My mother used corn syrup in baking and cooking during my childhood. We were very poor and corn syrup was cheaper than refined sugar. I've even had tea with milk and corn syrup. It's not so bad.
I sort of liked the corn syrup bottle. The drips would crystallize into a sugar that resembled refined cane sugar and I remember scraping it off and eating little bits of it.
My friend cavebat writes about her childhood:
My small town was ringed by farms, most of them growing corn. Corn was supposed to grow "knee high by the 4th of July" but any farmer worth his salt knew it had better be TWICE that big to have a good crop.from Chubby Children of the Corn by Cavebat
The corn plant is a bright green color. It's linear, it grows over your head, and it's topped with a soft tuft of silky hair. I always thought it was such a happy plant, growing in its straight rows of bright, shiny green. Corn is nature, laughing in the sunshine.
And I used to wonder where all that corn WENT. I wasn't simple-minded enough to think it all ended up on people's plates as corn-on-the-cob. Although let me tell you that eating corn-on-the-cob that's been cooked MINUTES after it's picked is one of life's culinary JOYS.
The farmers used to pick it, sell it to you right from the plant, and muse that it tasted so good because when you picked it and ate it immediately - not like city folks who *snicker* let it sit around for days *snicker* - you were eating it before "the corn sugar turned into starch."
Now, High Fructose Corn Syrup (HFCS) has invaded the American diet in the most insidious manner. Cavebat's blog linked above discusses how HFCS has invaded not just our Coke and Ring-Dings, but every processed food on the market.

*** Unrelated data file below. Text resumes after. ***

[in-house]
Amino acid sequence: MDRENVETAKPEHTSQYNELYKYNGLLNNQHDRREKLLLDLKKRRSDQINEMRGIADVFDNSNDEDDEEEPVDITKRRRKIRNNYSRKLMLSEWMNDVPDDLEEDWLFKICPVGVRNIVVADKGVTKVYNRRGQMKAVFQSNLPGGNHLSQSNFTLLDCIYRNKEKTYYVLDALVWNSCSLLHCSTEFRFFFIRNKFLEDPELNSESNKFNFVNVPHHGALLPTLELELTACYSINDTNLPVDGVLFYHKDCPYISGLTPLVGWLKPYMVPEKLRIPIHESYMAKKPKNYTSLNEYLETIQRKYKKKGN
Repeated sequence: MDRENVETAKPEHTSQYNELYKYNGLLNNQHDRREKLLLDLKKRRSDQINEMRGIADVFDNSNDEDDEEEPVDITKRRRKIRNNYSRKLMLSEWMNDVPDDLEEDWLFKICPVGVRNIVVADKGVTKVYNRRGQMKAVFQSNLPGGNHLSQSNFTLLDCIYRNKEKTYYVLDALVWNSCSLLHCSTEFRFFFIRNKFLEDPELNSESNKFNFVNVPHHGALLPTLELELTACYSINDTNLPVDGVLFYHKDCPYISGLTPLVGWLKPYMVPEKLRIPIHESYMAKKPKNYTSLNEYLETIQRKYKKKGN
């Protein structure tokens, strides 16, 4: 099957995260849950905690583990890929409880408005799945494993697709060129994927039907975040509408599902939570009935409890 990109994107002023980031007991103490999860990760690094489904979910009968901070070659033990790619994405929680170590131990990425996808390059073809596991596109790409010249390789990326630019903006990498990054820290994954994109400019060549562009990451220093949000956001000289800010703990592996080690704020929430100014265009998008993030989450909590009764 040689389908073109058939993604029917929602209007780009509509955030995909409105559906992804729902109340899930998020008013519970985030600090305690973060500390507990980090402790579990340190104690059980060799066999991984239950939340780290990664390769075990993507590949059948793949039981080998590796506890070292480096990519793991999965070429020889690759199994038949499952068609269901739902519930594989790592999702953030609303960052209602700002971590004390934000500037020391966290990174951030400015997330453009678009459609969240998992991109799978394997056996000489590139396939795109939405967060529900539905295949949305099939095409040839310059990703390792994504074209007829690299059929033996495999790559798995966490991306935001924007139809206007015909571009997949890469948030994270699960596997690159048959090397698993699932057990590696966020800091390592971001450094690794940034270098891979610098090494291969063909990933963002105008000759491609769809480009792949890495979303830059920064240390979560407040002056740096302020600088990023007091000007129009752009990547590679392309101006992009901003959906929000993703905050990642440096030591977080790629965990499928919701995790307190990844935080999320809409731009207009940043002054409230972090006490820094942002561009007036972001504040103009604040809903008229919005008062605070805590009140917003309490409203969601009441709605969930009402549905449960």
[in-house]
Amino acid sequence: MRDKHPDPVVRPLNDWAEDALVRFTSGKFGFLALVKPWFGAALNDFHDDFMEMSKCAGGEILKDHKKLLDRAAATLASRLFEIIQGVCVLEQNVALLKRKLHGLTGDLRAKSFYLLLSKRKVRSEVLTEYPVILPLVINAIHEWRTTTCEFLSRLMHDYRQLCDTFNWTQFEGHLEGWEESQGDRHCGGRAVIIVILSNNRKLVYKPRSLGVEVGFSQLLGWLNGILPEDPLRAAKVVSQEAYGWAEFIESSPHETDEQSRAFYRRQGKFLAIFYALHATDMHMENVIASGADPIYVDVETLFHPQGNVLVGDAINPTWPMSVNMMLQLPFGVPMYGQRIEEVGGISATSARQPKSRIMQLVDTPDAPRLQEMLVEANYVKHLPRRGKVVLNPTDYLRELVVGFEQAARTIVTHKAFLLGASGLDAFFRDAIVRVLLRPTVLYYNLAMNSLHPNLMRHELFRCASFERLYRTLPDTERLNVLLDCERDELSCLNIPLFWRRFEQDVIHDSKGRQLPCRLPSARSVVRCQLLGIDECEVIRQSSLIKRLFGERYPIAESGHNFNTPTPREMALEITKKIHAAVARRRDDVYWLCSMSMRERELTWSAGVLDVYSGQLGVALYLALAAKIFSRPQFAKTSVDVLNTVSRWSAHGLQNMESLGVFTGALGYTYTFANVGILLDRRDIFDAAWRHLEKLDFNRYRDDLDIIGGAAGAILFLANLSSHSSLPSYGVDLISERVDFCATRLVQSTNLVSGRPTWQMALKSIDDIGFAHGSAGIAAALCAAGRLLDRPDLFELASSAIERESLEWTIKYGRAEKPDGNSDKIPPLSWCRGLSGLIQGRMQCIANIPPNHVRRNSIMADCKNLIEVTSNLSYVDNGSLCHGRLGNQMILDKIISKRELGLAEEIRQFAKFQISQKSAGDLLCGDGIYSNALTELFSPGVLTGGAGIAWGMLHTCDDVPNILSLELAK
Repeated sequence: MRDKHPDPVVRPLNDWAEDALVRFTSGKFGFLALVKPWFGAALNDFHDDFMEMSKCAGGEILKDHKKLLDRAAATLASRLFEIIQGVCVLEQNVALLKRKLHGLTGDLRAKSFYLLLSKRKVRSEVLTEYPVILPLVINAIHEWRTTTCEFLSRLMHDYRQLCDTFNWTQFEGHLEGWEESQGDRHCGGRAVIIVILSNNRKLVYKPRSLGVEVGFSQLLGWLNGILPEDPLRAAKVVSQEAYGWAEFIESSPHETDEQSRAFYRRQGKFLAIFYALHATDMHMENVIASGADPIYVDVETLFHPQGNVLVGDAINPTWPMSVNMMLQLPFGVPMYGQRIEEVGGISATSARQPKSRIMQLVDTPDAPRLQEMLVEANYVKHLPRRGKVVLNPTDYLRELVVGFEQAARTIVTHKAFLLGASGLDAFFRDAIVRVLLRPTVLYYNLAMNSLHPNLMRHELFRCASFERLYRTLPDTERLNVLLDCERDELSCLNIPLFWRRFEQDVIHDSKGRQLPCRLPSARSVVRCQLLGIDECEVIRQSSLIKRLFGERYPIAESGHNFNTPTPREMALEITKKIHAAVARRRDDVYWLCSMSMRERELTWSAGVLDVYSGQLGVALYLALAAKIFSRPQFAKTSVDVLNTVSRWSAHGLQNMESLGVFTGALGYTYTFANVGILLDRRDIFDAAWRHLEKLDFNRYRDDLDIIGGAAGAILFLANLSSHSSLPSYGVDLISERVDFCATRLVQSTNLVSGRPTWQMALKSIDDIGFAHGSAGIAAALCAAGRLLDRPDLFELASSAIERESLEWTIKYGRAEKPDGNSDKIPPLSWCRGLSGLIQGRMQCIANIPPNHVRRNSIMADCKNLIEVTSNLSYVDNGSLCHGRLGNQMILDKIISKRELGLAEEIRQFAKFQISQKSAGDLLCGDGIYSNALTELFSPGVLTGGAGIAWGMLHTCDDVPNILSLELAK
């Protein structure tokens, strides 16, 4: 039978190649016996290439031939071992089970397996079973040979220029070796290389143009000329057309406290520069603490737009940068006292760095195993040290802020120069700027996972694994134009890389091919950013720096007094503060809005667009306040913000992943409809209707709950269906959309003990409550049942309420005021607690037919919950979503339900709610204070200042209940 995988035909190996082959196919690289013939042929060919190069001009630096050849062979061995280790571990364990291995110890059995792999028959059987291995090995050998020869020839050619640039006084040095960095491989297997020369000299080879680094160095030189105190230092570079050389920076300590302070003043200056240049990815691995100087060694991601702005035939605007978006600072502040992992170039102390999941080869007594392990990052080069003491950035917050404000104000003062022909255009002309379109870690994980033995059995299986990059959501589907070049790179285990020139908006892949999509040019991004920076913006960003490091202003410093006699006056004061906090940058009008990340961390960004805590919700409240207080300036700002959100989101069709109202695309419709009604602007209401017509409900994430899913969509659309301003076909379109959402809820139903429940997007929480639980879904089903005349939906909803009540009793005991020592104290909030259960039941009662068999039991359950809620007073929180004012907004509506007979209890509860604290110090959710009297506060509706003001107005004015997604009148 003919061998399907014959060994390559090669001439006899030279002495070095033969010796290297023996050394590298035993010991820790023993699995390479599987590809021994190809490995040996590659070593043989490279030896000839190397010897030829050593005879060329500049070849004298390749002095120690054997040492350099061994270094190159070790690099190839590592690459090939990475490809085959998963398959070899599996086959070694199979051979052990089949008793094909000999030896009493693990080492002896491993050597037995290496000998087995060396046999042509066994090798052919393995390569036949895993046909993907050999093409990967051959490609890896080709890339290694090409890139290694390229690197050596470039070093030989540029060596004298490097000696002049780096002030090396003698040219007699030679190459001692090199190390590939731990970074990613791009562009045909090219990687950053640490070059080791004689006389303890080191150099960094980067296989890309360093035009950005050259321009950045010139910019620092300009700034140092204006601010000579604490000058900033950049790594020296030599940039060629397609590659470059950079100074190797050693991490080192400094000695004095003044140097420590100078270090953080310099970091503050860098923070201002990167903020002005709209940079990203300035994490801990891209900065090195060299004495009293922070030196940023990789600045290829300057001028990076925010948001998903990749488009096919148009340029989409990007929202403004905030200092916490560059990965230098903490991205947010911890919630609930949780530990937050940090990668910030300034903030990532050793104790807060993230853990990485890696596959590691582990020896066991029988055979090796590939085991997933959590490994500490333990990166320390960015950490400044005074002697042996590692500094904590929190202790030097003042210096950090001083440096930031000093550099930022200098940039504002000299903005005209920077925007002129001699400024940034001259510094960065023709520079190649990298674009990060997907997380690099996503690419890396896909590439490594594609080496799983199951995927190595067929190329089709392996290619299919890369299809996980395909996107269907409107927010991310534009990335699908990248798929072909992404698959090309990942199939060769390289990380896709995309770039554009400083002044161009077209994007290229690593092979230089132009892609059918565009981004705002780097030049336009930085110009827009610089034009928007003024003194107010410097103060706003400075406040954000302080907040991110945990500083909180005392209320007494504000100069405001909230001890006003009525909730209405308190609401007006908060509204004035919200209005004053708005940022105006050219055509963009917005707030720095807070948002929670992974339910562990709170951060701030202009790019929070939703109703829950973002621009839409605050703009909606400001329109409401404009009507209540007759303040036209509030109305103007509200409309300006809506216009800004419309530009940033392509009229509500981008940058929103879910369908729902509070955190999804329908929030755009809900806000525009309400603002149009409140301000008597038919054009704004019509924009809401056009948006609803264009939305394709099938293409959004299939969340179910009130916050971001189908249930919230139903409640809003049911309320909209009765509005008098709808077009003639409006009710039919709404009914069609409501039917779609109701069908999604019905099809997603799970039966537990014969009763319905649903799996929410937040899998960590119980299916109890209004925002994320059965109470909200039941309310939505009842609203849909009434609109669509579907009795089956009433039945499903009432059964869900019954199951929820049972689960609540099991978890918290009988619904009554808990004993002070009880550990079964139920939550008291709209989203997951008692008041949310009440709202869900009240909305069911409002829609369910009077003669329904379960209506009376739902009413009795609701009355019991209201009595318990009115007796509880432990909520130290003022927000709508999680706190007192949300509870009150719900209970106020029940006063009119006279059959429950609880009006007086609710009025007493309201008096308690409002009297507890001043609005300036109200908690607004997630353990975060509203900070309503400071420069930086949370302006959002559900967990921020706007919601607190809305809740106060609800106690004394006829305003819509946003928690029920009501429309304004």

And HFCS cannot crystallize, because it is genetically altered to not crystallize. Sugar, whether it's dripped from a peach or settled at the bottom of my cup of tea, should be hard and crunchy.
HFCS does not crystallize. That's gross. Sugar that does not crystallize cannot be good for anyone!
Kim Severson, of the San Frnaciso Chrinicle writes:
Loading high fructose corn syrup into increasingly larger portions of soda and processed food has packed more calories into us and more money into food processing companies, say nutritionists and food activists. But some health experts argue that the issue is bigger than mere calories. The theory goes like this: The body processes the fructose in high fructose corn syrup differently than it does old-fashioned cane or beet sugar, which in turn alters the way metabolic-regulating hormones function. It also forces the liver to kick more fat out into the bloodstream.from "Sugar coated - We're drowning in high fructose corn syrup. Do the risks go beyond our waistline?" Kim Severson, Chronicle Staff Writer
The end result is that our bodies are essentially tricked into wanting to eat more and at the same time, we are storing more fat.
There is evidence that HFCS is linked to diabetes, not just obesity.
Mike Adams wrote, in 2004: